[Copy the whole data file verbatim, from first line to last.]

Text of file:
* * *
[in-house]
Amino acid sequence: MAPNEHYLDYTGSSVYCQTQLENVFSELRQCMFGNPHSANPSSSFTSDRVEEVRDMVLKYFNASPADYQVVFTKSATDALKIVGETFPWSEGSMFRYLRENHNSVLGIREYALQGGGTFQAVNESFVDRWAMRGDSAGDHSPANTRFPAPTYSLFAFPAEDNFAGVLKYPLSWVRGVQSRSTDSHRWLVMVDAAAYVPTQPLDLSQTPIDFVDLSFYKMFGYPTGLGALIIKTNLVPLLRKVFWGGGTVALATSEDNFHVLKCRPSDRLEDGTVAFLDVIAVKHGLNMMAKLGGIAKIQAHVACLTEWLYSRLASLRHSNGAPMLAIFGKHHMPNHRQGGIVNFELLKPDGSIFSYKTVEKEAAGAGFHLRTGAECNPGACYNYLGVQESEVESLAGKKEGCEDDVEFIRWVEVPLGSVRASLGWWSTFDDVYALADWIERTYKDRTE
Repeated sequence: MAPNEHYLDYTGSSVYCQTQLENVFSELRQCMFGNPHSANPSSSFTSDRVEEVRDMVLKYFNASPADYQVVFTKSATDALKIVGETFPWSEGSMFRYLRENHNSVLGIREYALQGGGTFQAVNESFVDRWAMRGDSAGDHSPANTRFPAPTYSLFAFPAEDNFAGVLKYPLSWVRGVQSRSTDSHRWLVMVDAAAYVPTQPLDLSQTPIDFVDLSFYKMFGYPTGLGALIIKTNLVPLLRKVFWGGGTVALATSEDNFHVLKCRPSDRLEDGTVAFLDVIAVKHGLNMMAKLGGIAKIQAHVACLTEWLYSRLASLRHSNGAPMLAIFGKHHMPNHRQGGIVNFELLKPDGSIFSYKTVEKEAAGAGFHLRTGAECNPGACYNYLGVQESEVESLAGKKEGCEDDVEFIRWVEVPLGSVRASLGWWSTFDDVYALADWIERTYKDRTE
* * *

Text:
[in-house]
Amino acid sequence: MAPNEHYLDYTGSSVYCQTQLENVFSELRQCMFGNPHSANPSSSFTSDRVEEVRDMVLKYFNASPADYQVVFTKSATDALKIVGETFPWSEGSMFRYLRENHNSVLGIREYALQGGGTFQAVNESFVDRWAMRGDSAGDHSPANTRFPAPTYSLFAFPAEDNFAGVLKYPLSWVRGVQSRSTDSHRWLVMVDAAAYVPTQPLDLSQTPIDFVDLSFYKMFGYPTGLGALIIKTNLVPLLRKVFWGGGTVALATSEDNFHVLKCRPSDRLEDGTVAFLDVIAVKHGLNMMAKLGGIAKIQAHVACLTEWLYSRLASLRHSNGAPMLAIFGKHHMPNHRQGGIVNFELLKPDGSIFSYKTVEKEAAGAGFHLRTGAECNPGACYNYLGVQESEVESLAGKKEGCEDDVEFIRWVEVPLGSVRASLGWWSTFDDVYALADWIERTYKDRTE
Repeated sequence: MAPNEHYLDYTGSSVYCQTQLENVFSELRQCMFGNPHSANPSSSFTSDRVEEVRDMVLKYFNASPADYQVVFTKSATDALKIVGETFPWSEGSMFRYLRENHNSVLGIREYALQGGGTFQAVNESFVDRWAMRGDSAGDHSPANTRFPAPTYSLFAFPAEDNFAGVLKYPLSWVRGVQSRSTDSHRWLVMVDAAAYVPTQPLDLSQTPIDFVDLSFYKMFGYPTGLGALIIKTNLVPLLRKVFWGGGTVALATSEDNFHVLKCRPSDRLEDGTVAFLDVIAVKHGLNMMAKLGGIAKIQAHVACLTEWLYSRLASLRHSNGAPMLAIFGKHHMPNHRQGGIVNFELLKPDGSIFSYKTVEKEAAGAGFHLRTGAECNPGACYNYLGVQESEVESLAGKKEGCEDDVEFIRWVEVPLGSVRASLGWWSTFDDVYALADWIERTYKDRTE